Serial television is one of the most gruelling and demanding industries in all of show business. The amount of hard work and intense creative effort that goes into maintaining a television show’s quality is difficult for the average viewer to comprehend, but all too real for the showrunners, writers, and producers who bust their butts for months and years on end trying to keep their shows fresh, original, and of high caliber.
According to The New York Times, each year the top five networks order approximately 100 pilots at a total cost of roughly $200 million. About 66% of these quickly end up in the garbage bin, leaving only six or so that survive on each of the five networks. Within months, only one-to-four of these shows will be re-ordered for a second season on each network. It’s impressive enough in its own right for a show to make it through this punishing phase of survival of the fittest, but to survive for multiple seasons and rack up shelves of Emmy Awards year after year in the process is even more remarkable. In recent years, the television industry has witnessed an unprecedented Golden Age of programming as cable networks and the five legacy networks have realized that audiences crave increasingly complex season-spanning narrative arcs for the stories and their characters, inspired in great part by HBO’s The Sopranos, followed by such shows as Boardwalk Empire, American Horror Story, Breaking Bad, and many more. And along with this evolution towards Shakespearean complexity has come the rise of a sophisticated audience approval/rating system measured by such sites as Rotten Tomatoes and IMDb.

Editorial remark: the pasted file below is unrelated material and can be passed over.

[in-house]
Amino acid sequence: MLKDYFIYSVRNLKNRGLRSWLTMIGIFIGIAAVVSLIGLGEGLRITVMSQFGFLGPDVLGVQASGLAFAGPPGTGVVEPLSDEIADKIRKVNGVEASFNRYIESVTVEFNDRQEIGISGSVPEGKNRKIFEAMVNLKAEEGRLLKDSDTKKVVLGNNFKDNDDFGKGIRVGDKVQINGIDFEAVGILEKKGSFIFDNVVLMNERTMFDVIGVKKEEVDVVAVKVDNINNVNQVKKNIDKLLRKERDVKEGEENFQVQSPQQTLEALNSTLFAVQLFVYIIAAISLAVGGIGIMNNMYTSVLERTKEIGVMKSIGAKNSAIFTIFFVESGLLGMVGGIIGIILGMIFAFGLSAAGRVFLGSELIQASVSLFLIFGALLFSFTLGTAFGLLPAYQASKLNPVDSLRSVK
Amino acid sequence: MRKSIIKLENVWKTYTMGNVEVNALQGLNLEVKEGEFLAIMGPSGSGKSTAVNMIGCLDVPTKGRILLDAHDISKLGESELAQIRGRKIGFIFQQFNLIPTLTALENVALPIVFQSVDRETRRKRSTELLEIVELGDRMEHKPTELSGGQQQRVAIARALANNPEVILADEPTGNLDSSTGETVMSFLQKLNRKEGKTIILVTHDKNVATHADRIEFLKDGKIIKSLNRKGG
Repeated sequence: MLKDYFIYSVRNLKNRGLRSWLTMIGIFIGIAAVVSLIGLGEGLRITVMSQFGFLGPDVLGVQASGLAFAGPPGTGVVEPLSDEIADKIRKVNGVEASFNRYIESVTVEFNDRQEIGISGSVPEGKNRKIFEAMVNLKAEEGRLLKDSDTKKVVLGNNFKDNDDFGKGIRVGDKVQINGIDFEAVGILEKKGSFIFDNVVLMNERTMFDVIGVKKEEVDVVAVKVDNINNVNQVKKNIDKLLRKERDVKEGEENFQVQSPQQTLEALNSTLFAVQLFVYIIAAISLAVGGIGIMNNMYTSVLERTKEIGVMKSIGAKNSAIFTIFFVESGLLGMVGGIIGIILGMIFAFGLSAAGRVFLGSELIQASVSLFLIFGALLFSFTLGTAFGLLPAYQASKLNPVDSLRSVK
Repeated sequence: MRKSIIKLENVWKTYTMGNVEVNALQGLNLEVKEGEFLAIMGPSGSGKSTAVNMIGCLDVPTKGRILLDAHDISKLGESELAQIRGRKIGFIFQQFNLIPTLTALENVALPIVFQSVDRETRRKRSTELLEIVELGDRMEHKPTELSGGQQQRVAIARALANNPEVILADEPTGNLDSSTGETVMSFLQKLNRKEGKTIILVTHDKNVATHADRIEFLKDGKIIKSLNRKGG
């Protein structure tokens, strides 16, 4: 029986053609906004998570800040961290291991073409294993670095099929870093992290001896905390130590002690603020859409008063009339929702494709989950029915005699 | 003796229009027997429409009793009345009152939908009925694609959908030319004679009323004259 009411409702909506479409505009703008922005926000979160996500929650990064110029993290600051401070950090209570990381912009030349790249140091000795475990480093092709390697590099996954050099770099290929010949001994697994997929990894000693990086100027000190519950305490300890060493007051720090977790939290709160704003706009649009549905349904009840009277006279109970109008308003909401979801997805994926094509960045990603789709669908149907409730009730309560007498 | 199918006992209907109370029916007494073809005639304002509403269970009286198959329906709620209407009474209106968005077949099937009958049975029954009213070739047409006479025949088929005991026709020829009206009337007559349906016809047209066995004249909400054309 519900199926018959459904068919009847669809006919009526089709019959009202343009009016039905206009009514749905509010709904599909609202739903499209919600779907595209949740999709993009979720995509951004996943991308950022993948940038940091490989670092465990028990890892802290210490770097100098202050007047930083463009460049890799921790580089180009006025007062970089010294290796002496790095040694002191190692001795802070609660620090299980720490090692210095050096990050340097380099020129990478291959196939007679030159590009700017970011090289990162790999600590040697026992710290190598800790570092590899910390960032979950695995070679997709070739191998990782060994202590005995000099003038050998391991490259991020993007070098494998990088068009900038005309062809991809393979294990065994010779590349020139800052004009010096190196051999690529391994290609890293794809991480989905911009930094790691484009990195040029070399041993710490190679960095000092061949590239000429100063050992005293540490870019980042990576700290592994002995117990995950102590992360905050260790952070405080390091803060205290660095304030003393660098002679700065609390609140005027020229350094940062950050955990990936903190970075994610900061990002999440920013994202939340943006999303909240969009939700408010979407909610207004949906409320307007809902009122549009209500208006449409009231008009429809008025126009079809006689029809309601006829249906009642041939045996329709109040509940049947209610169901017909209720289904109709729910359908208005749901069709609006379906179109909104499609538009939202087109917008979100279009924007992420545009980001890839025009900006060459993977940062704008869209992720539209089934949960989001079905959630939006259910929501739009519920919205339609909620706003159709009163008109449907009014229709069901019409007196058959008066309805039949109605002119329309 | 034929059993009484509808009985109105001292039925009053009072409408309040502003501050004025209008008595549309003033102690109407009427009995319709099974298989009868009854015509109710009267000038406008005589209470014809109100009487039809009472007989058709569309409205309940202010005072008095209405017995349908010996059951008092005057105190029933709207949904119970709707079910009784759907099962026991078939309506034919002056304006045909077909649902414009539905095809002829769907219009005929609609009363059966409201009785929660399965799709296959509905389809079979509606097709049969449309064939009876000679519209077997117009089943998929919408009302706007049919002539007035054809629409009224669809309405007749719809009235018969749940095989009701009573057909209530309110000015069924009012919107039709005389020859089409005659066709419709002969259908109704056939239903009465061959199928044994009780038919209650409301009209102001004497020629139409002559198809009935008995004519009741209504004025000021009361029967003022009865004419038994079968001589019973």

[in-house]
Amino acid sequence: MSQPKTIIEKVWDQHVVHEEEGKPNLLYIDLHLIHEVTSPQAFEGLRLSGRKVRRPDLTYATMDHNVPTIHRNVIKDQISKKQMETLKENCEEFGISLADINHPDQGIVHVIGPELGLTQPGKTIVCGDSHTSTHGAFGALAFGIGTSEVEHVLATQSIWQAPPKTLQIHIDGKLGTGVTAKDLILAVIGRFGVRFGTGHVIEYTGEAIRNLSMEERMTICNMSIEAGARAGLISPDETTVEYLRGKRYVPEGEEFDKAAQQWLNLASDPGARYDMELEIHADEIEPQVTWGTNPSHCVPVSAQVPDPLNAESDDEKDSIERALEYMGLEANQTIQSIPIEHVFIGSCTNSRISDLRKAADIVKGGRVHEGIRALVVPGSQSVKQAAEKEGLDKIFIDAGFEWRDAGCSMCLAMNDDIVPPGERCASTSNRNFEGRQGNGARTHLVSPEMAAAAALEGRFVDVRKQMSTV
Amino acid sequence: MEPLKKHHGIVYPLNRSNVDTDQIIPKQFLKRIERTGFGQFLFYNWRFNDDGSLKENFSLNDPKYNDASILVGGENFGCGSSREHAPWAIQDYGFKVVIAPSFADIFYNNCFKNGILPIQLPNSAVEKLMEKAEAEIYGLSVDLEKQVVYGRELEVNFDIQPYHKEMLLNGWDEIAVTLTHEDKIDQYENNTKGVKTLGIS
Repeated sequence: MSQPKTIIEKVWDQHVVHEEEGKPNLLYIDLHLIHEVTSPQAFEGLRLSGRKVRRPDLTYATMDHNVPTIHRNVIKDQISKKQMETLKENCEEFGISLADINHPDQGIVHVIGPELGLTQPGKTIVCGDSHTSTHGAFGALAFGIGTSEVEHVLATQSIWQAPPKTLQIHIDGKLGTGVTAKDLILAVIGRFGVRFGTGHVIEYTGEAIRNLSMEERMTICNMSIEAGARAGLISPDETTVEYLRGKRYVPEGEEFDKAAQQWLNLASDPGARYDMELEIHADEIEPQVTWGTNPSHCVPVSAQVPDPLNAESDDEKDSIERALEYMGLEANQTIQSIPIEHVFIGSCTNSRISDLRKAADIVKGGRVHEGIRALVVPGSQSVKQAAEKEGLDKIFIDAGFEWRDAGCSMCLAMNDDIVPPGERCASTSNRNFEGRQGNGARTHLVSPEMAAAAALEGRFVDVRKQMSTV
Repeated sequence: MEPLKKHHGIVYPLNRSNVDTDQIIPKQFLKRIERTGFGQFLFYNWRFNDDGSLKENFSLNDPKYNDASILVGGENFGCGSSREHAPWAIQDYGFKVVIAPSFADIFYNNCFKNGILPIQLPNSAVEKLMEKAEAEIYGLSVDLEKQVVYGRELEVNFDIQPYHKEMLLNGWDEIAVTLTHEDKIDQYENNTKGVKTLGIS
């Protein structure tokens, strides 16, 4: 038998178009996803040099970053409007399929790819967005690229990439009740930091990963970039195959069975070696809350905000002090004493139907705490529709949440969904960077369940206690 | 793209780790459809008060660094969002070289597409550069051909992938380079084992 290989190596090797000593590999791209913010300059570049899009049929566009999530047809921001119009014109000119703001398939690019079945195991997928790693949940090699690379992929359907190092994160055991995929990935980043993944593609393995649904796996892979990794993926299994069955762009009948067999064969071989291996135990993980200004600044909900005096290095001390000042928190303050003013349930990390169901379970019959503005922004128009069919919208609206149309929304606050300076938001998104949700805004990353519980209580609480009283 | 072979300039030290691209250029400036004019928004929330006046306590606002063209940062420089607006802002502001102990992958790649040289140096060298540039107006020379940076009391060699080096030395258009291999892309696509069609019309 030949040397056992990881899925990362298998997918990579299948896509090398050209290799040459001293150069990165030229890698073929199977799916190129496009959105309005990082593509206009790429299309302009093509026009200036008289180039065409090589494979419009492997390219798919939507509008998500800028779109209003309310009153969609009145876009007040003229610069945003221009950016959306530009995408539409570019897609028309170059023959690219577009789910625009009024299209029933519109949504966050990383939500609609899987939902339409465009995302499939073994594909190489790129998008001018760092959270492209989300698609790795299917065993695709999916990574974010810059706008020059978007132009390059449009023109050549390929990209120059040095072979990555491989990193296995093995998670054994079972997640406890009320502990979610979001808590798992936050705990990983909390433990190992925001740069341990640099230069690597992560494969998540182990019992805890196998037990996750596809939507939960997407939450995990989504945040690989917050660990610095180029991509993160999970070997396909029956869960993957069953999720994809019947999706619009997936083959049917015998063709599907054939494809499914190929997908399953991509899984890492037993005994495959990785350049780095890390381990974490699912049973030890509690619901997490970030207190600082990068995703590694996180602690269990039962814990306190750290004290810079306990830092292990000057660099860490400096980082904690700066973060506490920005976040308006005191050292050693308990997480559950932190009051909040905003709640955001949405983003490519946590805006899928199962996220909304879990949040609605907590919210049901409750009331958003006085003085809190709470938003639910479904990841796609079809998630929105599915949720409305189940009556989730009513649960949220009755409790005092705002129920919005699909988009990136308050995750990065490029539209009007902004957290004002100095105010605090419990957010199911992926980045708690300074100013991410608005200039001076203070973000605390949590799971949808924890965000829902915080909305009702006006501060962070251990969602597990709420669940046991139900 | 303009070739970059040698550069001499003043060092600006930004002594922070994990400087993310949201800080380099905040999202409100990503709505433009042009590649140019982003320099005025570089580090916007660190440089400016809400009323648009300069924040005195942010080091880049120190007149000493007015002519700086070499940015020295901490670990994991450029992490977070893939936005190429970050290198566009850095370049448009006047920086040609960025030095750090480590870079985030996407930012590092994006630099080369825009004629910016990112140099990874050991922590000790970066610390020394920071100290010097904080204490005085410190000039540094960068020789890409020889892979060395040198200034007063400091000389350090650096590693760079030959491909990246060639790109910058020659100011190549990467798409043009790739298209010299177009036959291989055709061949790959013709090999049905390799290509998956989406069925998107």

The team at Business Insider has crunched the audience approval ratings of IMDb for some of television’s greatest series, and compiled the following group of fascinating charts measuring the quality of these shows. In each chart you will notice each show is tracked by season, with diamonds indicating the audience quality rating of each season’s episode (some series such as The Sopranos only have six diamonds/episodes per season, while other shows such as Saturday Night Live have upwards of 16 diamonds/episodes per year). The higher the diamonds are on the bar, the higher the audience satisfaction with the episodes of that season. Each chart is intriguing, particularly the “line of best fit” which graphs the average approval rating for the series’ durations, but among the most fascinating would have to be Breaking Bad and the grandaddy of all shows being Saturday Night Live.
You can see the full group of charts by visiting BusinessInsider.com. And to learn much more about how the landscape of pilot season is beginning to change in the television industry, be sure to watch Charlie Rose’s interview with Kevin Spacey, producer and star of David Fincher’s critically acclaimed Netflix series House Of Cards. Listen as Spacey explains how he and Fincher successfully bypassed the outdated pilot system by teaming up with Netflix — a network which was more than happy to skip the expensive pilot process and jump directly into a full season order.
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